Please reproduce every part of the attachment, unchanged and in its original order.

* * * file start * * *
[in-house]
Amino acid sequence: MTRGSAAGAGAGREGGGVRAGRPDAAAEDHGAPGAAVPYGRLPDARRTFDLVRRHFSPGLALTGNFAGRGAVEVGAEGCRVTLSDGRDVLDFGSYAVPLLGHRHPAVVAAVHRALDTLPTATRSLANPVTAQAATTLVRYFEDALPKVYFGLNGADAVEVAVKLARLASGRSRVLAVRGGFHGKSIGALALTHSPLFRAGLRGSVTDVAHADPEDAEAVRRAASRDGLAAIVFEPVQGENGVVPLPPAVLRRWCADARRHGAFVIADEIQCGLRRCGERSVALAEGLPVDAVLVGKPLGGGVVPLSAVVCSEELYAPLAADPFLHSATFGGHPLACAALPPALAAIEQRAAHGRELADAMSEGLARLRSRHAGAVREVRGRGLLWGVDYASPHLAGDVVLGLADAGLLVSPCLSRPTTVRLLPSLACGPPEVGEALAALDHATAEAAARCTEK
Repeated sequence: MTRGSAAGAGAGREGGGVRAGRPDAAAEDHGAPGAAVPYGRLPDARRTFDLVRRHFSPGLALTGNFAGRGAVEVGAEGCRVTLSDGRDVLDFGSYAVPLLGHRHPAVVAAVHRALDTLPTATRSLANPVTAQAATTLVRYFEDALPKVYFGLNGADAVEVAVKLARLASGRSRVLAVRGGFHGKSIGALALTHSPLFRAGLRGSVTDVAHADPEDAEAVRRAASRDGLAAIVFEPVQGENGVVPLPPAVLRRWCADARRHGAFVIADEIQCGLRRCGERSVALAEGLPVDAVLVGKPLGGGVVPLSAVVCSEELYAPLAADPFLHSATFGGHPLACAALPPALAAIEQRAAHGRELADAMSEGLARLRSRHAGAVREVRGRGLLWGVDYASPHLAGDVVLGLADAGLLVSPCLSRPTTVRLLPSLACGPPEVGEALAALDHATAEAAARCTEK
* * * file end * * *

[in-house]
Amino acid sequence: MTRGSAAGAGAGREGGGVRAGRPDAAAEDHGAPGAAVPYGRLPDARRTFDLVRRHFSPGLALTGNFAGRGAVEVGAEGCRVTLSDGRDVLDFGSYAVPLLGHRHPAVVAAVHRALDTLPTATRSLANPVTAQAATTLVRYFEDALPKVYFGLNGADAVEVAVKLARLASGRSRVLAVRGGFHGKSIGALALTHSPLFRAGLRGSVTDVAHADPEDAEAVRRAASRDGLAAIVFEPVQGENGVVPLPPAVLRRWCADARRHGAFVIADEIQCGLRRCGERSVALAEGLPVDAVLVGKPLGGGVVPLSAVVCSEELYAPLAADPFLHSATFGGHPLACAALPPALAAIEQRAAHGRELADAMSEGLARLRSRHAGAVREVRGRGLLWGVDYASPHLAGDVVLGLADAGLLVSPCLSRPTTVRLLPSLACGPPEVGEALAALDHATAEAAARCTEK
Repeated sequence: MTRGSAAGAGAGREGGGVRAGRPDAAAEDHGAPGAAVPYGRLPDARRTFDLVRRHFSPGLALTGNFAGRGAVEVGAEGCRVTLSDGRDVLDFGSYAVPLLGHRHPAVVAAVHRALDTLPTATRSLANPVTAQAATTLVRYFEDALPKVYFGLNGADAVEVAVKLARLASGRSRVLAVRGGFHGKSIGALALTHSPLFRAGLRGSVTDVAHADPEDAEAVRRAASRDGLAAIVFEPVQGENGVVPLPPAVLRRWCADARRHGAFVIADEIQCGLRRCGERSVALAEGLPVDAVLVGKPLGGGVVPLSAVVCSEELYAPLAADPFLHSATFGGHPLACAALPPALAAIEQRAAHGRELADAMSEGLARLRSRHAGAVREVRGRGLLWGVDYASPHLAGDVVLGLADAGLLVSPCLSRPTTVRLLPSLACGPPEVGEALAALDHATAEAAARCTEK